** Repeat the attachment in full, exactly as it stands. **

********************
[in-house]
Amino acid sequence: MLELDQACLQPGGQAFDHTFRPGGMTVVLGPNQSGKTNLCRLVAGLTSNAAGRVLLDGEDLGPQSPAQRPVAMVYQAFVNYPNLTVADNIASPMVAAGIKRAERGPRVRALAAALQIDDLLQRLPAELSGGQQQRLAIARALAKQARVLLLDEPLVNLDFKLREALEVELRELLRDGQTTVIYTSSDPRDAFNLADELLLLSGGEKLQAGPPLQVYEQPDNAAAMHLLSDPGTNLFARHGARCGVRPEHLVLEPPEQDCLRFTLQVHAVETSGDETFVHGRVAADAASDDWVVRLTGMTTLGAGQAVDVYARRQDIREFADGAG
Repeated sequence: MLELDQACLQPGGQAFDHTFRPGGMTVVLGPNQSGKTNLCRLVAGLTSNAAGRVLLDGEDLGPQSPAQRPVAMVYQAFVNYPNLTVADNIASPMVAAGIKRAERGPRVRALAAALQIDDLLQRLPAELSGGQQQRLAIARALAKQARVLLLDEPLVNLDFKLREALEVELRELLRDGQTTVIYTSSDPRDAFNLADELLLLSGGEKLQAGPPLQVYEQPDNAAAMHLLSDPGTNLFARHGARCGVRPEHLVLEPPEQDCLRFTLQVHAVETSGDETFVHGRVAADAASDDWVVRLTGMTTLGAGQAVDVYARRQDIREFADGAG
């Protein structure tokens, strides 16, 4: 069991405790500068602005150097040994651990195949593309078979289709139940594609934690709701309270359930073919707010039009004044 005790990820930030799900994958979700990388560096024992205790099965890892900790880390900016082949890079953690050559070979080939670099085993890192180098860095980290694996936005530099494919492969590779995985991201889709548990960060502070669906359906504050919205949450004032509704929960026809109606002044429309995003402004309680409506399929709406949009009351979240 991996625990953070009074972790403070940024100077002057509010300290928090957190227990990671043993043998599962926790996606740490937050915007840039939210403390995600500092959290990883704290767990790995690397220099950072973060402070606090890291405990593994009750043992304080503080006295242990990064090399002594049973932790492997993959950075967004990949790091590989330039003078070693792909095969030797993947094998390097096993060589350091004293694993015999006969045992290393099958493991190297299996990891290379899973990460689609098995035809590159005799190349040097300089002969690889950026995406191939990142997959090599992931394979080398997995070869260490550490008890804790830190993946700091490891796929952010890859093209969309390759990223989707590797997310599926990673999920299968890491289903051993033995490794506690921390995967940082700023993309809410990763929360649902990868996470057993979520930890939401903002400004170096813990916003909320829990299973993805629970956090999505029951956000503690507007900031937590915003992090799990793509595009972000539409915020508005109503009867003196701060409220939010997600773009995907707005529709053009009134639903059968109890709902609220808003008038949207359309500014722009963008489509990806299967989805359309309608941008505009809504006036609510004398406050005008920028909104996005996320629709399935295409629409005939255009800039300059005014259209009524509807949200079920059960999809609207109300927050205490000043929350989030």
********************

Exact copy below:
[in-house]
Amino acid sequence: MLELDQACLQPGGQAFDHTFRPGGMTVVLGPNQSGKTNLCRLVAGLTSNAAGRVLLDGEDLGPQSPAQRPVAMVYQAFVNYPNLTVADNIASPMVAAGIKRAERGPRVRALAAALQIDDLLQRLPAELSGGQQQRLAIARALAKQARVLLLDEPLVNLDFKLREALEVELRELLRDGQTTVIYTSSDPRDAFNLADELLLLSGGEKLQAGPPLQVYEQPDNAAAMHLLSDPGTNLFARHGARCGVRPEHLVLEPPEQDCLRFTLQVHAVETSGDETFVHGRVAADAASDDWVVRLTGMTTLGAGQAVDVYARRQDIREFADGAG
Repeated sequence: MLELDQACLQPGGQAFDHTFRPGGMTVVLGPNQSGKTNLCRLVAGLTSNAAGRVLLDGEDLGPQSPAQRPVAMVYQAFVNYPNLTVADNIASPMVAAGIKRAERGPRVRALAAALQIDDLLQRLPAELSGGQQQRLAIARALAKQARVLLLDEPLVNLDFKLREALEVELRELLRDGQTTVIYTSSDPRDAFNLADELLLLSGGEKLQAGPPLQVYEQPDNAAAMHLLSDPGTNLFARHGARCGVRPEHLVLEPPEQDCLRFTLQVHAVETSGDETFVHGRVAADAASDDWVVRLTGMTTLGAGQAVDVYARRQDIREFADGAG
């Protein structure tokens, strides 16, 4: 069991405790500068602005150097040994651990195949593309078979289709139940594609934690709701309270359930073919707010039009004044 005790990820930030799900994958979700990388560096024992205790099965890892900790880390900016082949890079953690050559070979080939670099085993890192180098860095980290694996936005530099494919492969590779995985991201889709548990960060502070669906359906504050919205949450004032509704929960026809109606002044429309995003402004309680409506399929709406949009009351979240 991996625990953070009074972790403070940024100077002057509010300290928090957190227990990671043993043998599962926790996606740490937050915007840039939210403390995600500092959290990883704290767990790995690397220099950072973060402070606090890291405990593994009750043992304080503080006295242990990064090399002594049973932790492997993959950075967004990949790091590989330039003078070693792909095969030797993947094998390097096993060589350091004293694993015999006969045992290393099958493991190297299996990891290379899973990460689609098995035809590159005799190349040097300089002969690889950026995406191939990142997959090599992931394979080398997995070869260490550490008890804790830190993946700091490891796929952010890859093209969309390759990223989707590797997310599926990673999920299968890491289903051993033995490794506690921390995967940082700023993309809410990763929360649902990868996470057993979520930890939401903002400004170096813990916003909320829990299973993805629970956090999505029951956000503690507007900031937590915003992090799990793509595009972000539409915020508005109503009867003196701060409220939010997600773009995907707005529709053009009134639903059968109890709902609220808003008038949207359309500014722009963008489509990806299967989805359309309608941008505009809504006036609510004398406050005008920028909104996005996320629709399935295409629409005939255009800039300059005014259209009524509807949200079920059960999809609207109300927050205490000043929350989030």